Italian businessmen accused of bribing politicians in exchange for contracts for a massive flood-prevention project in Venice came up with a novel tactic for evading police attention: edible notes.
The businessmen allegedly listed the politicians to whom they were paying millions of dollars in bribes on edible paper. In the event of a raid by the police, their intention was simply to swallow the evidence.
The revelation, contained in a 712-page document compiled by prosecutors after a three-year investigation, added a farcical touch to a scandal that has reinforced the image of Italy as a country in which corruption is endemic among the political and business elite.
A member of the Consorzio Venezia Nuova, the consortium building a €5.6 billion ($8.99b) flood barrier for the lagoon city, told a consultant: "Write it on different paper, edible paper. You can swallow it if someone arrives one day. I'm not joking."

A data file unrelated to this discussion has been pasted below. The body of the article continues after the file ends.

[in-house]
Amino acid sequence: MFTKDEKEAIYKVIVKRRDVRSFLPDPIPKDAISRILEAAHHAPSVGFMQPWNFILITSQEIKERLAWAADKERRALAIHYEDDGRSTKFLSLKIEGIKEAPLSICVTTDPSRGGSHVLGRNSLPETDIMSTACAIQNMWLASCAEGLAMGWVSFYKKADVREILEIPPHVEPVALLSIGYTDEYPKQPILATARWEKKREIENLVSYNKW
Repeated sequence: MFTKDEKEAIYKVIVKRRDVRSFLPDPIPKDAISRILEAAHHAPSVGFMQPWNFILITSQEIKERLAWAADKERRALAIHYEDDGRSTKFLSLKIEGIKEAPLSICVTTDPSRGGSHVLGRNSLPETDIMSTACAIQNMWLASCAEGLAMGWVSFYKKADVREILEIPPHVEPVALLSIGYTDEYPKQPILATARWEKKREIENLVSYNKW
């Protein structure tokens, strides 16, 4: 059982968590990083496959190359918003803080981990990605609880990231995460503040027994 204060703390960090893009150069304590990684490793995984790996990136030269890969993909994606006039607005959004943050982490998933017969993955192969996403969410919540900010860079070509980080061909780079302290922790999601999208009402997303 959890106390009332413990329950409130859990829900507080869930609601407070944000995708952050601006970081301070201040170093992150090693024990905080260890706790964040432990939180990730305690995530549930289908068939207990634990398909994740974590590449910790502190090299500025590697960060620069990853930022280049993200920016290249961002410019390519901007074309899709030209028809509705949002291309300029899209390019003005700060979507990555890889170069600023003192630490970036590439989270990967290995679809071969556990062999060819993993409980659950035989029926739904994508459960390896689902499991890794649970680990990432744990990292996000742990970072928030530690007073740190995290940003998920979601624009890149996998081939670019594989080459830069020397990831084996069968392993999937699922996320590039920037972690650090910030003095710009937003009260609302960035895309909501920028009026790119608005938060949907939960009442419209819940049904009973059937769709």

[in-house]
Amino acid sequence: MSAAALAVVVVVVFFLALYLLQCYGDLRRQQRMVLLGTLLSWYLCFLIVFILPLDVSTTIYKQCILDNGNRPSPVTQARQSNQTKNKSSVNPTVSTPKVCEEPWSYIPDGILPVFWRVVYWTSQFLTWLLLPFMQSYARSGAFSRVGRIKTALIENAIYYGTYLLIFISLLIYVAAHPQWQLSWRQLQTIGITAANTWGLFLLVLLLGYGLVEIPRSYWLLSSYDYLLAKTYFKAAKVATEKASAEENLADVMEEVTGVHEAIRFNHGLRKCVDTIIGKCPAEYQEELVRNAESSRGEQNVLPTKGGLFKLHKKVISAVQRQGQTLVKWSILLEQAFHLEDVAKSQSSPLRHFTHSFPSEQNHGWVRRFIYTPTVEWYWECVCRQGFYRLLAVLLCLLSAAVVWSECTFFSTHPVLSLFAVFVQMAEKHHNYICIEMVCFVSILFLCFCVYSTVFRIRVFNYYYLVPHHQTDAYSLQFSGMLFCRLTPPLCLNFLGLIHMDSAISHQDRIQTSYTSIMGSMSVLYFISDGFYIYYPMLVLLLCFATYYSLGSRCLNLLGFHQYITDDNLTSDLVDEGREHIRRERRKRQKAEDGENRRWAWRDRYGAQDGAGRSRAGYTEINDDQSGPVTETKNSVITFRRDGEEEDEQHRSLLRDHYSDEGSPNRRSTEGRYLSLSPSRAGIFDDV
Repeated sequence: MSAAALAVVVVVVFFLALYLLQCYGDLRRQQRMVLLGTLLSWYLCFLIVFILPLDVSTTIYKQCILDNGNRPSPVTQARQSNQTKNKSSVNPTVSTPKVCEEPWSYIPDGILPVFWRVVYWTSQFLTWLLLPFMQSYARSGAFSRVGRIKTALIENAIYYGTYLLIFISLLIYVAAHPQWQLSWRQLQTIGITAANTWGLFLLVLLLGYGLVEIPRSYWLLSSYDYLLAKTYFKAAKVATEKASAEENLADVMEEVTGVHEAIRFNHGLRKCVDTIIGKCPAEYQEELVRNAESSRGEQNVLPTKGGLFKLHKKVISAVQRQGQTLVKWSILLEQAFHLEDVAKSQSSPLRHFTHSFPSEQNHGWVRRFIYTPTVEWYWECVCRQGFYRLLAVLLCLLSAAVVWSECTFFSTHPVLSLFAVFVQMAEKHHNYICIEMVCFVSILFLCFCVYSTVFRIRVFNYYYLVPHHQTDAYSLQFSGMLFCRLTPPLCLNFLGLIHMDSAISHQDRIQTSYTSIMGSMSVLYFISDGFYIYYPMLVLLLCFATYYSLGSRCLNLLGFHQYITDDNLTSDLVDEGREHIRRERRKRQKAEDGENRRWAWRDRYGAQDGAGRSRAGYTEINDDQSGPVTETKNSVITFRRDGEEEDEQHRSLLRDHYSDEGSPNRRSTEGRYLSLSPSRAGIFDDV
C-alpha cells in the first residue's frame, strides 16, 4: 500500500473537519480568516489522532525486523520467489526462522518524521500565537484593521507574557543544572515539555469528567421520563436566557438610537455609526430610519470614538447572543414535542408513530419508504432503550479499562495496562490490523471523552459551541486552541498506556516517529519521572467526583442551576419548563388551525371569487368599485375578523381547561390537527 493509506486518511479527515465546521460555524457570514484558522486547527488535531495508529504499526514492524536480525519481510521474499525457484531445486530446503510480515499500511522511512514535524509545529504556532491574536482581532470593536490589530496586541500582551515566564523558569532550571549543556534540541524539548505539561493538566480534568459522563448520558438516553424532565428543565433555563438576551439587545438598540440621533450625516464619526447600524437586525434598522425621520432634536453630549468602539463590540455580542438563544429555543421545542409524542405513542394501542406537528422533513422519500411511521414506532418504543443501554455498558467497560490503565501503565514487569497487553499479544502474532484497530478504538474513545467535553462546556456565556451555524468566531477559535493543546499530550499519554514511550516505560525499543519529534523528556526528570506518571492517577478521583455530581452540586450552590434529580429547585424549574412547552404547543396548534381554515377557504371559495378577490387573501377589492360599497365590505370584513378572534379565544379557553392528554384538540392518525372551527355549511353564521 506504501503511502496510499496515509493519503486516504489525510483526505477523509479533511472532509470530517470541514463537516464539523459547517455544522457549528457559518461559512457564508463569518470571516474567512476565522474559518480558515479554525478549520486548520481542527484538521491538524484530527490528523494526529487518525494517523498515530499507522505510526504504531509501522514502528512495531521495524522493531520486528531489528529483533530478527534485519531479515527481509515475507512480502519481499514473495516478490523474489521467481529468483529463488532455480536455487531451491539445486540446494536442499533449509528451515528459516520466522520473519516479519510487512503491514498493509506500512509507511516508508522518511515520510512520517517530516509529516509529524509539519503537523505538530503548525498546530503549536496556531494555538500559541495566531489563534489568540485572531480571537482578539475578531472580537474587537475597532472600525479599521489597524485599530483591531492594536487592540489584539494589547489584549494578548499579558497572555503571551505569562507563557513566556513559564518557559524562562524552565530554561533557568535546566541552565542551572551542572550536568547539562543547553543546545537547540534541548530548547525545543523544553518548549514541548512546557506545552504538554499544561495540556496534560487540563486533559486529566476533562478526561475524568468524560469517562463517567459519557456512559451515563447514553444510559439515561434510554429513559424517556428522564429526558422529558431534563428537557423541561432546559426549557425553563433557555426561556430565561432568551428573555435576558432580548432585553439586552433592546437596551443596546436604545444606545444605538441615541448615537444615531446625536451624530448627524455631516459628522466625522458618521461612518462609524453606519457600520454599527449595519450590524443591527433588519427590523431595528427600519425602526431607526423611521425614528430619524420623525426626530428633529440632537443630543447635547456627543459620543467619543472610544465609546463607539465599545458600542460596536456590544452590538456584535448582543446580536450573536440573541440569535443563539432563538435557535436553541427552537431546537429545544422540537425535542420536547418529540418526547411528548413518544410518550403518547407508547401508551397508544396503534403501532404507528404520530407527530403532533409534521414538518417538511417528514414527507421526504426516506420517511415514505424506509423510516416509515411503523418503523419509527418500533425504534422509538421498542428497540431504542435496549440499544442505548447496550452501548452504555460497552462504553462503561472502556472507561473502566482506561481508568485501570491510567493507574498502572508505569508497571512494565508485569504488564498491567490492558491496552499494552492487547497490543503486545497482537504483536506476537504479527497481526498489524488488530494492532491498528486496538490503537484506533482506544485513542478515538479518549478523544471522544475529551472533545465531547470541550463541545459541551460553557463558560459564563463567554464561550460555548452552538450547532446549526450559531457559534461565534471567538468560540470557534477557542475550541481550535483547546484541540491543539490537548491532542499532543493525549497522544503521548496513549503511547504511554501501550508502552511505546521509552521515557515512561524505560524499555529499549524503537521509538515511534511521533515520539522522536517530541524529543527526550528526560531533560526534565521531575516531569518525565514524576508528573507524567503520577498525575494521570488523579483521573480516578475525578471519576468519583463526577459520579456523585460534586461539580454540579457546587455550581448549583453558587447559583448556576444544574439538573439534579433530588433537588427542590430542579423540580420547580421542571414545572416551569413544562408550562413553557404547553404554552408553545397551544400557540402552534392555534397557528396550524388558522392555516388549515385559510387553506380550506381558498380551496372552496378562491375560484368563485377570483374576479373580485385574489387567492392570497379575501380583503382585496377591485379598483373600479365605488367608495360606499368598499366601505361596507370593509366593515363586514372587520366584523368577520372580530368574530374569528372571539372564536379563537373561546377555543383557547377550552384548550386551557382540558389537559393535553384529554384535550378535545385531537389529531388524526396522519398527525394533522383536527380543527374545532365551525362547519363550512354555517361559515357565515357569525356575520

The conversation was recorded by police, who wiretapped dozens of politicians, public officials and businessmen during their investigation into the so-called "Moses" project, which involves building giant gates across the three inlets that connect the Venetian lagoon to the Adriatic, the first of which was completed last year.
The notes allegedly documented the politicians who received kickbacks from a €22.5 million slush fund in return for awarding lucrative construction contracts for the project, which is due to be completed in 2016.
The politicians are accused of using the money to finance their electoral campaigns and for personal gain.
On Wednesday, Giorgio Orsoni, the centre-left mayor of Venice, was one of 35 people arrested in connection with the scandal. He is accused of receiving 560,000 in illicit payments from the consortium.
Giancarlo Galan, an MP ally of Silvio Berlusconi and a former president of the Veneto region, is alleged to have received 1 million a year in bribes between 2005 and 2011. Both have denied the charges.
Prime Minister Matteo Renzi said corruption scandals did such grave damage to Italy's reputation that he considered the crime to be "high treason".